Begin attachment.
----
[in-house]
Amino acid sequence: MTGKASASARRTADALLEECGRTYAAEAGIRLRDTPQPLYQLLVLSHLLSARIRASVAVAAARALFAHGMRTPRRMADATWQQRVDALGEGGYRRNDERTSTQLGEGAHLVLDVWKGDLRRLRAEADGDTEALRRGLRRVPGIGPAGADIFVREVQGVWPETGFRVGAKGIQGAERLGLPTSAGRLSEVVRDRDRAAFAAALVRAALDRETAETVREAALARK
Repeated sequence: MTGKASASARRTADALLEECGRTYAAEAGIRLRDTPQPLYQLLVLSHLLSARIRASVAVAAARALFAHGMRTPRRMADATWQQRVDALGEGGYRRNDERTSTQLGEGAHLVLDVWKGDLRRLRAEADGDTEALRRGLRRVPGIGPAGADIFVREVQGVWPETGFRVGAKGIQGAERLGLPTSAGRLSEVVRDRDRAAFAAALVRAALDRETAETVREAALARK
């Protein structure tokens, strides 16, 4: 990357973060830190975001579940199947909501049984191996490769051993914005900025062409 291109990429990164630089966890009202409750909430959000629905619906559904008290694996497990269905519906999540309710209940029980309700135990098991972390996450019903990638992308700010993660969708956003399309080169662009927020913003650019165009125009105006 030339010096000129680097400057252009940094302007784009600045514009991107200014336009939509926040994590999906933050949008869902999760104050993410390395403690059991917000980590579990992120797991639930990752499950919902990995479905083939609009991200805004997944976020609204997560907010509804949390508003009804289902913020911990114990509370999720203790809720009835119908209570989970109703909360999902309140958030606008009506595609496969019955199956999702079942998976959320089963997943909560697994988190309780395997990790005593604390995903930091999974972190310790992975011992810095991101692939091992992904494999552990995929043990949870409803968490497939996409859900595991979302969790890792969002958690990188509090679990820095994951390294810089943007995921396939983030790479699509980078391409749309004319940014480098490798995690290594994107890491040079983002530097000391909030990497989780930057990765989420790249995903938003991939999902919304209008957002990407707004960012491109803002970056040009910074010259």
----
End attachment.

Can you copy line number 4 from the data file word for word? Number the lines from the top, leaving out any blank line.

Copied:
């Protein structure tokens, strides 16, 4: 990357973060830190975001579940199947909501049984191996490769051993914005900025062409 291109990429990164630089966890009202409750909430959000629905619906559904008290694996497990269905519906999540309710209940029980309700135990098991972390996450019903990638992308700010993660969708956003399309080169662009927020913003650019165009125009105006 030339010096000129680097400057252009940094302007784009600045514009991107200014336009939509926040994590999906933050949008869902999760104050993410390395403690059991917000980590579990992120797991639930990752499950919902990995479905083939609009991200805004997944976020609204997560907010509804949390508003009804289902913020911990114990509370999720203790809720009835119908209570989970109703909360999902309140958030606008009506595609496969019955199956999702079942998976959320089963997943909560697994988190309780395997990790005593604390995903930091999974972190310790992975011992810095991101692939091992992904494999552990995929043990949870409803968490497939996409859900595991979302969790890792969002958690990188509090679990820095994951390294810089943007995921396939983030790479699509980078391409749309004319940014480098490798995690290594994107890491040079983002530097000391909030990497989780930057990765989420790249995903938003991939999902919304209008957002990407707004960012491109803002970056040009910074010259």